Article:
Illi­nois has seen its credit rat­ing fall in recent years to the low­est among U.S. states as it has strug­gled to address a gap in its pen­sion funds that is near­ing $100 billion.

The mea­sure also gives Chicago offi­cials a tem­plate to fol­low as they move to address the city’s own pen­sion cri­sis; Chicago’s credit rat­ing is among the low­est for major U.S. cities.

The pen­sion cri­sis is not truly solved until relief is brought to Chicago,” said Chicago Mayor Rahm Emanuel. “With­out pro­vid­ing the same relief to local gov­ern­ments, we know that tax­pay­ers, employ­ees, and the future of our state and local economies will remain at risk.”

The Illi­nois over­haul pack­age relies on ben­e­fit cuts, includ­ing reduc­ing the annual cost-of-living increase for retirees and rais­ing the retire­ment age for younger workers.

Iron­i­cally, the plan is being attacked on two fronts.  Orga­nized labor (as expected) is scream­ing bloody mur­der about the changes and plans on going to go to court to chal­lenge the law as soon as the ink on Quinn’s sig­na­ture is dry.

On the other side is the few con­ser­v­a­tive think tanks which oper­ate in and around Spring­field, which don’t think the leg­is­la­tion goes far enough to keep the state from even­tu­ally hav­ing to file for bank­ruptcy.  They’ve called the bill a ban­dage on a open wound which will not be enough.

I tend to agree with the think tanks here, but the real­ity that Illi­nois is even doing this given all the “hey” Quinn tried to make about Act 10 in 2011, is kind of nice to enjoy.

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Amazon Wants to Build in Kenosha

All for this for a num­ber of reasons.

1) Any­thing that gets me what I’ve ordered from Amazon.com, be it a book, game, tech gad­get or Christ­mas nick-nack for my mom, it will now arrive about two days faster.

2) This will drive lib­er­als nuts with Walker on the jobs front.  Espe­cially since Ama­zon wants to open it in the Fall of 2014, right in the mid­dle of the guber­na­to­r­ial campaign.

3) Ama­zon is noto­ri­ously anti-union. (Read here.)  So it will drive the #WIU­nion folks nuts.  Makes you won­der if there’s an effort going on right now behind the scenes in Kenosha to try to kill the project until Ama­zon puts in a union shop.  (Just a hint here, it ain’t gonna hap­pen.  Ama­zon will not let unions in.)

One of the world’s best known com­pa­nies wants to bring lots of jobs to Kenosha. City lead­ers have con­firmed inter­net giant Ama­zon is seek­ing to build a mas­sive dis­tri­b­u­tion cen­ter East of I-94 and 38th Street.

It’s a project we haven’t seen in Kenosha in a long time with the eco­nomic down­turn,” said Alder­man Dan Prozanski.

Prozan­ski said the com­pany plans on cre­at­ing more than 1,000 full-time jobs. He said the aver­age start­ing pay will be around $13 per hour.

Ama­zon will invest around $250 mil­lion dol­lars. The sprawl­ing facil­ity will be around 1.5 mil­lion square feet. That’s slightly larger than the foot­print of Miller Park.

This is going to be a huge facil­ity, prob­a­bly replac­ing either its facil­ity in Ken­tucky or Indi­ana as a way to bet­ter ser­vice the upper Mid­west.   Keep in mind this is part of a mas­sive nearly $14 Bil­lion project where the com­pany is build­ing ware­houses and dis­tri­b­u­tion cen­ters across the globe.

They plan on open­ing three in Poland alone.

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Cartoon of the Day

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Orga­nized labor’s top pri­or­ity this Labor Day. Pretty pathetic ain’t it?

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Quote of the Day

I spent a good half-hour Thurs­day night on the phone with Sean Hack­barth (of the Amer­i­can Mind) talk­ing sports.  Specif­i­cally, whether the NFL dodged a bul­let with its set­tle­ment with retired play­ers and their fam­i­lies over the reported $765M it will spend in deal­ing with concussion-related injuries and illnesses.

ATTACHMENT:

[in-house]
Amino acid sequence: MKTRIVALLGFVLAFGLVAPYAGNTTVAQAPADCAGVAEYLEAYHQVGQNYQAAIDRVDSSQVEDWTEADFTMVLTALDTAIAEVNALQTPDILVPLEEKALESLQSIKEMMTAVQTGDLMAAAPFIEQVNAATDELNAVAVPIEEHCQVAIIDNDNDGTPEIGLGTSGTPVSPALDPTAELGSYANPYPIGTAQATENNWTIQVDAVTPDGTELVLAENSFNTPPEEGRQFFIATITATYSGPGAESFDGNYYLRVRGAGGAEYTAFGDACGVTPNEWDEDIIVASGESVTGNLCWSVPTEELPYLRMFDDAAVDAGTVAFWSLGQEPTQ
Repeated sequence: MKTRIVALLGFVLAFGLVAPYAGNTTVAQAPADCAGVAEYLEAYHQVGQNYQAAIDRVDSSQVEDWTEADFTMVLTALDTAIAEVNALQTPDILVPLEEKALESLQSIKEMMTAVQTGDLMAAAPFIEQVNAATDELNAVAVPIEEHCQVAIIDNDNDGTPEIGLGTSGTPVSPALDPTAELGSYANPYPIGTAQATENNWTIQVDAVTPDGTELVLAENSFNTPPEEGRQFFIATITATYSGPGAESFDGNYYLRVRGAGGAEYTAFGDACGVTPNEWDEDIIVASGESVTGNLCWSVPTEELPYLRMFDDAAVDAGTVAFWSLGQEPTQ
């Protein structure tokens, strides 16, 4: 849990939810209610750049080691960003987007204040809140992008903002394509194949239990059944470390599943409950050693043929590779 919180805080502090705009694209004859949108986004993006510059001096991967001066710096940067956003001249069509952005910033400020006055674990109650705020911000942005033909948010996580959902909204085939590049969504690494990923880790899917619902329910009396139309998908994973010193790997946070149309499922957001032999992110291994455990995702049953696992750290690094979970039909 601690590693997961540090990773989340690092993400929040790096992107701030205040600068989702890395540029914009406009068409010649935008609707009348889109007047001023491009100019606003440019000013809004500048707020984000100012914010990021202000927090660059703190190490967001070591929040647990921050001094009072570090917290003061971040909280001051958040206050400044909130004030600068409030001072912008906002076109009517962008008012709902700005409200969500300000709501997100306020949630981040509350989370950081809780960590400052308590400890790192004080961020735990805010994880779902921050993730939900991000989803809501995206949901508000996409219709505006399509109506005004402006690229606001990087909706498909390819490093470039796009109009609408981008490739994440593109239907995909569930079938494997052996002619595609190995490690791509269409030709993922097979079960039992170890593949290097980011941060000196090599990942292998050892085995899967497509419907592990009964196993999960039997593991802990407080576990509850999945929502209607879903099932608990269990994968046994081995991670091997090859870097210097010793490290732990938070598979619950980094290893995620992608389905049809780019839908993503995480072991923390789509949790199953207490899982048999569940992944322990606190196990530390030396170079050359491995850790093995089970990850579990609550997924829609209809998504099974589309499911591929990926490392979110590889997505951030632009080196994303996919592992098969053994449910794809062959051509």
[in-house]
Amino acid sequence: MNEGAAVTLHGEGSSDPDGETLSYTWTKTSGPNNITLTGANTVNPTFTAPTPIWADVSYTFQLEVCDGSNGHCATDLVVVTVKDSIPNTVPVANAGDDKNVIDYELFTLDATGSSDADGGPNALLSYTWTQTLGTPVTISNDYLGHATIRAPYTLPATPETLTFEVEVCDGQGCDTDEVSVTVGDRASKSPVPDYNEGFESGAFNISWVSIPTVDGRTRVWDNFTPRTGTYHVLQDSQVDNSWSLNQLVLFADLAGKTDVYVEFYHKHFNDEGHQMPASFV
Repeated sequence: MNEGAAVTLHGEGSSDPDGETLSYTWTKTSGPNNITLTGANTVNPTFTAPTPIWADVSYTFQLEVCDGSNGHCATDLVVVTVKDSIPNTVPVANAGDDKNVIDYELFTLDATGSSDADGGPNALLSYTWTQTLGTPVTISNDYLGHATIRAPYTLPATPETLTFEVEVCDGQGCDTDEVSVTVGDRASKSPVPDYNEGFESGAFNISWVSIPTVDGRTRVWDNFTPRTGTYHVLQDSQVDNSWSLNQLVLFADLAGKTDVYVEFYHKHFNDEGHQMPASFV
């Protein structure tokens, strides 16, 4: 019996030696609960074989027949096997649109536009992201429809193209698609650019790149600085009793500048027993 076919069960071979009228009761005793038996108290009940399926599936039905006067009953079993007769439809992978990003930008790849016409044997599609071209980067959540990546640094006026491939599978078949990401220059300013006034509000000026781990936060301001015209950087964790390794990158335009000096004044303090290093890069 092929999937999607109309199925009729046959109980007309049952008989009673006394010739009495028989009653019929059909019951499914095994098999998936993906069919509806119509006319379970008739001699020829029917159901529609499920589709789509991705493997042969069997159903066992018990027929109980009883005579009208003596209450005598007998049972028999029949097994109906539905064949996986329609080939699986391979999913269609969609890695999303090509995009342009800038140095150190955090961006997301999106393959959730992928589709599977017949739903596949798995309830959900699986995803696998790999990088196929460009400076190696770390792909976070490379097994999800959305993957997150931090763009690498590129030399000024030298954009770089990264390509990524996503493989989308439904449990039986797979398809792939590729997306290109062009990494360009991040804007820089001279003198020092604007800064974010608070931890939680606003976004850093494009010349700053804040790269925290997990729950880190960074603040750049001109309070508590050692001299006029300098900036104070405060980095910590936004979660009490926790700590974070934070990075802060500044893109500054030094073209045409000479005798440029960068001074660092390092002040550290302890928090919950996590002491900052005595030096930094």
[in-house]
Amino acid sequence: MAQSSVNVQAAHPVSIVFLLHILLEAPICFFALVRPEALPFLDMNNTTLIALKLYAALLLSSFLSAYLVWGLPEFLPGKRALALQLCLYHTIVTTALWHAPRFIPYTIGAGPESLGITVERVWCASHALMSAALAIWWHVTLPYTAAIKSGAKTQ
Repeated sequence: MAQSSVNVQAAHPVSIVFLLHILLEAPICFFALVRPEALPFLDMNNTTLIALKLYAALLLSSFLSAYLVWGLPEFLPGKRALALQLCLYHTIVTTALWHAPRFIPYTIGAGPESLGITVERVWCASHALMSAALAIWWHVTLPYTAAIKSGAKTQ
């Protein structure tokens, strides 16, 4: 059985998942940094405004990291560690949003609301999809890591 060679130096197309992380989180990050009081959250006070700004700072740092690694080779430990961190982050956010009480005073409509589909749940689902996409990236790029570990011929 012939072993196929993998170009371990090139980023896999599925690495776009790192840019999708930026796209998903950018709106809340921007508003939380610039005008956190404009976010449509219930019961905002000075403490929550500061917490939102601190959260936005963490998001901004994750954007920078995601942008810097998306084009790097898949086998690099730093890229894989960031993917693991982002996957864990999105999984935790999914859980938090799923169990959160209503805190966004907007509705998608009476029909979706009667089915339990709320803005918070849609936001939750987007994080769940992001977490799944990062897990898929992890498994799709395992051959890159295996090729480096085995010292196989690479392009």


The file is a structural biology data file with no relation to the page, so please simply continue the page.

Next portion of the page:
While we both agree that no one put a gun to these men’s heads to play foot­ball, but the league clearly hid safety data and didn’t want change hel­met ven­dors because it would effect its cur­rent deal with league spon­sor Rid­dell.  (Rid­dell does make a fine hel­met for what it is worth, but no hel­met is concussion-proof, or may ever be.)

Any­way, my point was that I felt the NFL got off easy.  It spent much of the late 90s and early 2000s either in denial or cov­er­ing up con­cus­sion data and the over­all $765M it will be pay­ing out is small when com­pared to the amount of rev­enue the NFL will be gen­er­at­ing ($10B, expected in 2013, and $25B by 2025 accord­ing to esti­mates), so it wouldn’t be hurt­ing for cash.

Also, given the way that the NFL pays for things, it wouldn’t be the league itself which will be pick­ing up the tab.  It will be the tele­vi­sion con­tracts it will charge Dis­ney (ESPN), Fox, CBS, and Com­cast (NBC) when they expire in 2022.  So, the NFL isn’t going to cry over a lost billion.

In fact, accord­ing to ESPN’s “Out­side the Lines,” attor­neys for the play­ers were ini­tially seek­ing $2B in dam­ages while attor­neys for the league were using every trick in the book — prob­a­bly writ­ten by attor­neys who defended the tobacco com­pa­nies — to bring that fig­ure down.

Part of the NFL’s strat­egy to bring the play­ers’ mon­e­tary demands down included point­ing out that years of lit­i­ga­tion would have the effect of deny­ing the play­ers — many of who needed med­ical and finan­cial assis­tance — the help they needed.

Some play­ers and their fam­i­lies have crit­i­cized the $765 mil­lion set­tle­ment as too small to mat­ter for an indus­try that gen­er­ates nearly $10 bil­lion annu­ally. Includ­ing legal fees, which have not been deter­mined, the finan­cial bur­den to the NFL is likely to approach $1 bil­lion. If a sig­nif­i­cant num­ber of play­ers were to exer­cise their right to opt out of the set­tle­ment agree­ment, Brody has the option of not accept­ing the set­tle­ment over­all or issu­ing a rul­ing on the league’s motion to dis­miss the lawsuit.

Per­haps I’m too empathic to some of the icons of the game who are suf­fer­ing from demen­tia and the like (such as Pack­ers Hall of Famer Willie Wood, who is now in hos­pice care out­side Wash­ing­ton, DC), but it’s hard to cel­e­brate the start of a new NFL sea­son this Thurs­day when you see the busi­ness side of it on full dis­play and just how lit­tle and com­plete dis­re­gard for the human life which made the league the suc­cess story it was in the first place.

Of course, as the work of guys like Mike Ditka, Bart Starr, and Jerry Kramer con­tinue to point out, lord knows the NFLPA — the play­ers’ union — hasn’t done its own due duty when it came to pen­sion, health care and the like for many of the greats the game had who are no in their 70s and 80s.

Just like the mobile quar­ter­back, greed is all the rage in the NFL and NFLPA these days.